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Grade 4-6-In this novel, Chagall tells his own story. The painterly, poetic, first-person narrative is based loosely on his autobiography, My Life. It highlights the key influences on his life and art. My entire family, the whole of Vitebsk, lived inside my paintings. Reflecting his style, the three-dimensional illustrations are constructed from an eclectic assortment of materials-cardboard, fabric, sequins, weeds, and more-and set against vivid colors to create set designs, vignettes of the artist's life. Readers will be fascinated by these unusual pictures and the beautifully told story. However, to fully appreciate this book, they need an acquaintance with Chagall's work and some knowledge of 20th-century world history. Although the narrative is fact based, the line between fact and fiction is unclear. No documentation confirms quotations, thoughts, or feelings. Dated highlights of Chagall's life help to clarify some of this confusion, but children should (and will) enjoy this title as a work of fiction.-Carolyn Janssen, Public Library of Cincinnati and Hamilton County, OH
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Gr. 2-4. Having illustrated Paolo Guarnieri's A Boy Named Giotto (1999) and Guido Visconti's The Genius of Leonardo (2000), Italian artist Landmann contributes text as well as pictures to a portrait of another influential painter. In a first-person narrative "loosely inspired by" Chagall's autobiography and typeset in dynamic curves,Landmann charts her subject's life from his childhood in the shtetl through his 1941 emigration to the U.S.; though poignant details lend immediacy to the story, the author never addresses whether the occasional quotation marks ("Painting . . . is my window so I can fly to another world") signify Chagall's own words or authorial interpretations. Landmann's remarkable shadowbox constructions underscore her subject's view of the fluid boundaries between the mystical and the mundane, representing literal biographical scenes interspersed with the artist's signature soaring farm animals or spiritual symbols. This will speak most powerfully to readers who have previously encountered Chagall's work--perhaps in Marc Chagall (2001), by Elisabeth Lemke and Thomas David. A time line and photo of the artist anchor the book's more interpretive aspects. Jennifer Mattson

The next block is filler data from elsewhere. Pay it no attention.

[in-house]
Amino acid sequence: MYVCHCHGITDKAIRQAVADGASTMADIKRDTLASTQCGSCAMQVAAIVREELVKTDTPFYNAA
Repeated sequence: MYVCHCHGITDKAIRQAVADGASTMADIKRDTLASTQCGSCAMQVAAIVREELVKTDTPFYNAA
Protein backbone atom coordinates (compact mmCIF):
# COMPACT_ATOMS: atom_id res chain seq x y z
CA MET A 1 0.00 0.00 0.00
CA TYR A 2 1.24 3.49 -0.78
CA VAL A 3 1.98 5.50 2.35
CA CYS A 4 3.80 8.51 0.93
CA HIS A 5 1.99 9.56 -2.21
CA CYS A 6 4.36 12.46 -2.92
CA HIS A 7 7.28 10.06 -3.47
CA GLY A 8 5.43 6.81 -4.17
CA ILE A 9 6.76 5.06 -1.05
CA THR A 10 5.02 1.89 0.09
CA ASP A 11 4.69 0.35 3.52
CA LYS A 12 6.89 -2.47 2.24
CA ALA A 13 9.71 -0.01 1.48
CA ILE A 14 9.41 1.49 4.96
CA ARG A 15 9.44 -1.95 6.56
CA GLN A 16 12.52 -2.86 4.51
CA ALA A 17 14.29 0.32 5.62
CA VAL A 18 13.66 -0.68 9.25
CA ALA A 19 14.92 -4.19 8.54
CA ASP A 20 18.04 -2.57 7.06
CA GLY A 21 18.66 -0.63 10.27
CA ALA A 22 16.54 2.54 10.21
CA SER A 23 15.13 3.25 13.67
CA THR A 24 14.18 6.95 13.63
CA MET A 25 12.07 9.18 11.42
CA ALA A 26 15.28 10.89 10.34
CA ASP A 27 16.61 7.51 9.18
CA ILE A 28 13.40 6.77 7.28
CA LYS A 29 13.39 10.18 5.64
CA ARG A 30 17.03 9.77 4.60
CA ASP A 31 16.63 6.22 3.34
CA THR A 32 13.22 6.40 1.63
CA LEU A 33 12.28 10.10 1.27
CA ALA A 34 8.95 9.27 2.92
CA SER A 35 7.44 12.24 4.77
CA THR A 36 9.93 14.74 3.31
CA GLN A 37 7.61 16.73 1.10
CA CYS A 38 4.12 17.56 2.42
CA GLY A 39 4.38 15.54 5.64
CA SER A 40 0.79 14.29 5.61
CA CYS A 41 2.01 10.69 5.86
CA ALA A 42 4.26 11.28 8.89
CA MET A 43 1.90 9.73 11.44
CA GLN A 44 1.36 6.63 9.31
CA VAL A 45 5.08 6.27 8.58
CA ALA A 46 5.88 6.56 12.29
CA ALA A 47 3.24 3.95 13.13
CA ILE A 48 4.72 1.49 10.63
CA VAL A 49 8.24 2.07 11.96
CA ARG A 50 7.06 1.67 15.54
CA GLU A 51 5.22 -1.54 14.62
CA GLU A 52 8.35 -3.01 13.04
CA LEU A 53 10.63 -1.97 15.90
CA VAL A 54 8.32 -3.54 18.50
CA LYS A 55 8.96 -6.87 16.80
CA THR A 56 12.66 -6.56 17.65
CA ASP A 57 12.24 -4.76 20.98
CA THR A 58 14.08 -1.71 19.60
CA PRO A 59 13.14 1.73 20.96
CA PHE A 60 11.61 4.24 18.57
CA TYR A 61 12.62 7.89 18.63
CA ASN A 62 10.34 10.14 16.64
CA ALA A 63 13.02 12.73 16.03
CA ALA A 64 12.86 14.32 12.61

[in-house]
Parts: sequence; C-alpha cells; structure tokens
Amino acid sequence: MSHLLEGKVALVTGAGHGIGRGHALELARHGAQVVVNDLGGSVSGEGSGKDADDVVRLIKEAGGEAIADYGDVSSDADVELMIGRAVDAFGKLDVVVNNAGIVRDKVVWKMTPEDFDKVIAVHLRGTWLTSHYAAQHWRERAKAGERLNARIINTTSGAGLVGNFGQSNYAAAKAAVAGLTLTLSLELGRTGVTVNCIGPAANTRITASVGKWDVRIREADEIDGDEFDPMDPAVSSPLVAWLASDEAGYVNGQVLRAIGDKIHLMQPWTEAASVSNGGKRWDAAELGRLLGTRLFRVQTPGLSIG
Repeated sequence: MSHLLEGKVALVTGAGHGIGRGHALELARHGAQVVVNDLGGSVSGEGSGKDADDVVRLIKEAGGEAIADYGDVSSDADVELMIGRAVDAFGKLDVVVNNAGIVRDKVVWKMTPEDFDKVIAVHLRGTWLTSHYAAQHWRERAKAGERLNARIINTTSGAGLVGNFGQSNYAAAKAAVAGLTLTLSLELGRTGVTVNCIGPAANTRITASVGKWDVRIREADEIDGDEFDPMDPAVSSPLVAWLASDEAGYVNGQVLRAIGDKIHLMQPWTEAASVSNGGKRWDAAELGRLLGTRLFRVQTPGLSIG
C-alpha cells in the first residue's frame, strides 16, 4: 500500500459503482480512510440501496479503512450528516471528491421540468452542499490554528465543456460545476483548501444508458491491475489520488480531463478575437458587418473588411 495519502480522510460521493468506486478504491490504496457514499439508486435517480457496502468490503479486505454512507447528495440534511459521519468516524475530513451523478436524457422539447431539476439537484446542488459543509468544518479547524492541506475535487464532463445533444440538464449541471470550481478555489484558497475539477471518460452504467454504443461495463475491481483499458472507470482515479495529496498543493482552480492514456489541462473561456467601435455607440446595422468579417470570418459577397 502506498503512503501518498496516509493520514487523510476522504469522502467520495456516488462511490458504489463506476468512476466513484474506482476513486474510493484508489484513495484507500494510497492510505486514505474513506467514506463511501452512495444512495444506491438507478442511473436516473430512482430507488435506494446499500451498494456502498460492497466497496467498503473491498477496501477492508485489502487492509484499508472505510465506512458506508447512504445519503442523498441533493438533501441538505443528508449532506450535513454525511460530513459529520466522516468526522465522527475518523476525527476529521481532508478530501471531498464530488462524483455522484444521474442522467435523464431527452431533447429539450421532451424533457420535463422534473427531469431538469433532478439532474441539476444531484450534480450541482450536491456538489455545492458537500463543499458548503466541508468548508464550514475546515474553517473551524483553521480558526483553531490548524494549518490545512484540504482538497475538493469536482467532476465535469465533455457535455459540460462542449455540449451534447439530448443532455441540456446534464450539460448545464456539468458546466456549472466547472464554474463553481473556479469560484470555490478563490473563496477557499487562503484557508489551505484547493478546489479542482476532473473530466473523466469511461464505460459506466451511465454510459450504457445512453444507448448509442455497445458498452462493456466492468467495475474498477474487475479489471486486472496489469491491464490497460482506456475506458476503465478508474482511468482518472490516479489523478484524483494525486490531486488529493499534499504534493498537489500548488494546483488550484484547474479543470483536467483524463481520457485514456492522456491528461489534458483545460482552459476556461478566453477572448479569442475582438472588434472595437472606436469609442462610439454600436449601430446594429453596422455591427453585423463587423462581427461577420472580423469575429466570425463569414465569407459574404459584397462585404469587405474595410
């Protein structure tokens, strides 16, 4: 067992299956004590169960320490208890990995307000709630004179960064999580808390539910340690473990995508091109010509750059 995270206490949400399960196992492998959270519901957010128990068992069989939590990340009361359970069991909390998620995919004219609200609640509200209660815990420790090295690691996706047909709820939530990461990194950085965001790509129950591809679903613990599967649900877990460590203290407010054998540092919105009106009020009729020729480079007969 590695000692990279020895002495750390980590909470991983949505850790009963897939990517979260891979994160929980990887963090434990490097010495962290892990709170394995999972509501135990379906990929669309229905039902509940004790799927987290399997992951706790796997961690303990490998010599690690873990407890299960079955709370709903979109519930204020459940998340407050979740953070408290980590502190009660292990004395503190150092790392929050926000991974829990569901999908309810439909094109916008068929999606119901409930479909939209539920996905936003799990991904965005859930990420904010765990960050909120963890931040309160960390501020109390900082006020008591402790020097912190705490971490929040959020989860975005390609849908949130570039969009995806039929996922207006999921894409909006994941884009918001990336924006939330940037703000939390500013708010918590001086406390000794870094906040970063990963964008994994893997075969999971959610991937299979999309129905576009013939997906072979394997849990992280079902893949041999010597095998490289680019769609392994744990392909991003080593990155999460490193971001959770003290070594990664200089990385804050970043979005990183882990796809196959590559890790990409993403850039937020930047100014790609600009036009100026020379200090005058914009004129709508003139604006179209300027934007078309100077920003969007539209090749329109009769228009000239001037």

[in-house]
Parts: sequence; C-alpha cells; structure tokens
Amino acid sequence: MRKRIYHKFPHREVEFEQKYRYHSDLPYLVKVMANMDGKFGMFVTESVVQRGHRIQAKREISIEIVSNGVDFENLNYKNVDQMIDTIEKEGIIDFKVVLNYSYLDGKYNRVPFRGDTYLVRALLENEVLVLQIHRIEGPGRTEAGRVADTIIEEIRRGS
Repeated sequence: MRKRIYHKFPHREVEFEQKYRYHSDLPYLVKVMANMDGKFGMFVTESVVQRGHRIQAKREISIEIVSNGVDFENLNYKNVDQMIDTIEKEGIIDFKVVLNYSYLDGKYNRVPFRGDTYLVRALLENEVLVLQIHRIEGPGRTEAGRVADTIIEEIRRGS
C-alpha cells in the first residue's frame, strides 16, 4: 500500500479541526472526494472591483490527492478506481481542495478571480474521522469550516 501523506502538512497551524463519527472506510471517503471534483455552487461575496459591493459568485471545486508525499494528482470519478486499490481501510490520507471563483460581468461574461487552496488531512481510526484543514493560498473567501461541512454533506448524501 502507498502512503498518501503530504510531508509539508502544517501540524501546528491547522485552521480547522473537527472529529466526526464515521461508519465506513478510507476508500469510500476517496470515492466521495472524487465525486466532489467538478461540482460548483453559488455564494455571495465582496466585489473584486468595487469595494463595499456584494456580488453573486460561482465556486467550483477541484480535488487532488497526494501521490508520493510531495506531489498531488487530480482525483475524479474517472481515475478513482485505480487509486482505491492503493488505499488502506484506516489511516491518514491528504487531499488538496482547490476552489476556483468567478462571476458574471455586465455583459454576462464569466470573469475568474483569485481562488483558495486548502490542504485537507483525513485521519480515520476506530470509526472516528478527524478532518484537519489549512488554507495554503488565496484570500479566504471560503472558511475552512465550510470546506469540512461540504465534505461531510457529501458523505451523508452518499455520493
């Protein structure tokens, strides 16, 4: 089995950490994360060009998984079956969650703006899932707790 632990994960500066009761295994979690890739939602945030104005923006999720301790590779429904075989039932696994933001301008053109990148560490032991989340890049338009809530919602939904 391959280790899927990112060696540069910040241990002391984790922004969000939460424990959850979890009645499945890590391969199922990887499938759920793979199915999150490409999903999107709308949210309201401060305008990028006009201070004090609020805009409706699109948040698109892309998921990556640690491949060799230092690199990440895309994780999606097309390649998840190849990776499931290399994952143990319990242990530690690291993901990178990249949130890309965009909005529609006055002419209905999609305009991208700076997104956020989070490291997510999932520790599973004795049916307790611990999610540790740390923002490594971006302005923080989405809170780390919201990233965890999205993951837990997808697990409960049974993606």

Copyright © American Library Association. All rights reserved
This slim volume literally took my breath away. The illustrations are as magical as Chagall's own work. Read morePublished on July 31, 2013 by CatLady88